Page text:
When: Sunday, February 25 at 8 p.m.
Where: Capital One Arena in Washington D.C.
TV: ESPN, NBC Sports Washington
Win probability: Washington has a 60 percent chance of winning according to Kevin Broom’s Win Predictor and a 67 percent chance of winning according to FiveThirtyEight.
Wizards: John Wall (Out, Knee)
76ers: Justin Anderson (Questionable, Ankle), Demetrius Jackson (Questionable, Groin) Markelle Fultz (Out, Shoulder), Furkan Korkmaz (Out, Foot)
What to Watch for
Can Washington rise to the occasion?
This is the biggest game of the season to date for the Wizards. FiveThirtyEight currently projects the Wizards will finish 46-36 and the 76ers will finish 47-35, and that’s even with Washington projected to win this game. Washington has the lead on the 76ers in the standings right now, but the Wizards have one of the most difficult schedules remaining and 76ers have one of the easiest.
This game could be the difference in who hosts the first game of their playoff series against one another. If Philadelphia can win this game they’re not expected to win, that would push them to a 48-win trajectory and push the Wizards toward a 45-win pace. Plus, Philadelphia would hold the head-to-head tiebreaker thanks to winning three out of the four games they played against one another.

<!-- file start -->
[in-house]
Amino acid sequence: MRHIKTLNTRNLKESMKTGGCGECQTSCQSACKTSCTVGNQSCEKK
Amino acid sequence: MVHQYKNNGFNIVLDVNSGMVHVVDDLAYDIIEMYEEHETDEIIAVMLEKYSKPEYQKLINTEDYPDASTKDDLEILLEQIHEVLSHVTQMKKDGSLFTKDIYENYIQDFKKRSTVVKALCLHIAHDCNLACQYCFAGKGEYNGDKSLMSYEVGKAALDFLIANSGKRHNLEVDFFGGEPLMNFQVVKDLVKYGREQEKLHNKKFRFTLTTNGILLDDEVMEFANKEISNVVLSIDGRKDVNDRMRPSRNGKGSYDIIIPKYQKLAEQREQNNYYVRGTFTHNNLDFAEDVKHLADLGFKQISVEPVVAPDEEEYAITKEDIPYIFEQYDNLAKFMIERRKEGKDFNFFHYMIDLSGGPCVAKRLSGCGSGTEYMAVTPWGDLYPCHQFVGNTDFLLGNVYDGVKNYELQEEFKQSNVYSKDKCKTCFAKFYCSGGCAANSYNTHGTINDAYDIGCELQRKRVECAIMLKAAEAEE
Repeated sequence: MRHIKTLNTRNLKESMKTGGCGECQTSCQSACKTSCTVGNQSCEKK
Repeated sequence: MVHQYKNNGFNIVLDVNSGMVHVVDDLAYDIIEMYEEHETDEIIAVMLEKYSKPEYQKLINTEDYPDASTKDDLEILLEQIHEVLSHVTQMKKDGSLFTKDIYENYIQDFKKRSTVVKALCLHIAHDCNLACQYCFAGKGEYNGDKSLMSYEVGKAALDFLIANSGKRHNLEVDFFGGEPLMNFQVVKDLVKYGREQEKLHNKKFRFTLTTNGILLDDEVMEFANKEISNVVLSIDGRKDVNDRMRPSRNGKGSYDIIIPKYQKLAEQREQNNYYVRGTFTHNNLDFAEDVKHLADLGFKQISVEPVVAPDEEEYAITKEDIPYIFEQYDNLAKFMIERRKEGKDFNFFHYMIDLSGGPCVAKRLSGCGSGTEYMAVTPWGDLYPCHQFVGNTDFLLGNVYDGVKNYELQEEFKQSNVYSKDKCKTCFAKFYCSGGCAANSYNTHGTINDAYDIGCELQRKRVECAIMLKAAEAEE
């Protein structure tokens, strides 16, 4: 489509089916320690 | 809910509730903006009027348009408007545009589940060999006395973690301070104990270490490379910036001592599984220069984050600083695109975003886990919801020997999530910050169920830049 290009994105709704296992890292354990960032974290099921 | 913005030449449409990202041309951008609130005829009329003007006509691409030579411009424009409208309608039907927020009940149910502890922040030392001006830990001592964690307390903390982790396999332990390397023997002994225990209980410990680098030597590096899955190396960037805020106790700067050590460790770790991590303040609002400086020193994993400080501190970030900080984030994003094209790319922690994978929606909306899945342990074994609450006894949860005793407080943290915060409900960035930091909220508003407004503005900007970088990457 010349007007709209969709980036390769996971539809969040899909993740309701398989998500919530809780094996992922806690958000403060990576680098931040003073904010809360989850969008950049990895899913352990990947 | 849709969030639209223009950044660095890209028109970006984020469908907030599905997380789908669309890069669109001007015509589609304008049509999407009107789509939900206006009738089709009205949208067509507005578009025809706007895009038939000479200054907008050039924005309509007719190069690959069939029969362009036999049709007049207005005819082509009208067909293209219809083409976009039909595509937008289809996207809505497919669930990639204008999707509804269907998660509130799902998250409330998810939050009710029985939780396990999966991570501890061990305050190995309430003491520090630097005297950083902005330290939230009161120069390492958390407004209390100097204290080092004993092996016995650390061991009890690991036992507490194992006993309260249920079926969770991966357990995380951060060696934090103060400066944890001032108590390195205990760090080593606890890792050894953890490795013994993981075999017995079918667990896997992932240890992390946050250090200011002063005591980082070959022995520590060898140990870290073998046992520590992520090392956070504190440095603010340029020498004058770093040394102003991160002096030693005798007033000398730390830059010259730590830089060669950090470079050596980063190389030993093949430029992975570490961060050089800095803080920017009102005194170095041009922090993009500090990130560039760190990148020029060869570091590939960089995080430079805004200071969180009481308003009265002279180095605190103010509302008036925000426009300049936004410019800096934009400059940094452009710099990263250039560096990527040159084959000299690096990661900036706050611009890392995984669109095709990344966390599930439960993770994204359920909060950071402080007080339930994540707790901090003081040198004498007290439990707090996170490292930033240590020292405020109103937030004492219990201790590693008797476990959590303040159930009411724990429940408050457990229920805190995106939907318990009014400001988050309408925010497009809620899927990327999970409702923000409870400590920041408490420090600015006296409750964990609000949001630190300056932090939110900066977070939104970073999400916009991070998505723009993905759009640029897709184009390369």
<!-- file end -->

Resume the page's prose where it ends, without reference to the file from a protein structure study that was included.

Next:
If Washington wins, they have a better chance of keeping pace with Philadelphia and they’ll split their season series. The next tiebreaker would be each team’s record within the conference. Washington is currently 21-15 against the East, while Philadelphia is 18-13. If Washington can win this one and steal a game or two they shouldn’t down the stretch, they put themselves in a much better position to start the playoffs at home.
A random moment in Wizards - 76ers history: The time Larry Hughes outdueled Allen Iverson
The 2003-04 season was a largely forgettable campaign for Washington. The team had just come out of the Michael Jordan era and the Gilbert Arenas era had gotten off to a slow start as he battled injuries and struggled to mesh with Jerry Stackhouse. Washington lost 25 of their first 34 games and heading into their January 10 game against the 76ers, they were missing both Arenas and Stackhouse.
The Wizards had to hand over the offensive reins to Larry Hughes, who the 76ers took with the eighth overall pick in the 1998 draft, only to trade less than two seasons into his career after a disappointing start. Hughes started to show some promise after signing as a free agent in Washington, but really broke out in January 2014. He averaged 20.4 points per game and delivered a signature performance against his old team, going off for 43 points and grabbing five steals to help Washington pull off the upset.
Hughes big month set the stage for Washington’s breakout in 2004-05 season, when he and a healthy Arenas formed one of the most potent backcourts in the league and guided Washington to their first playoff series win in over a decade.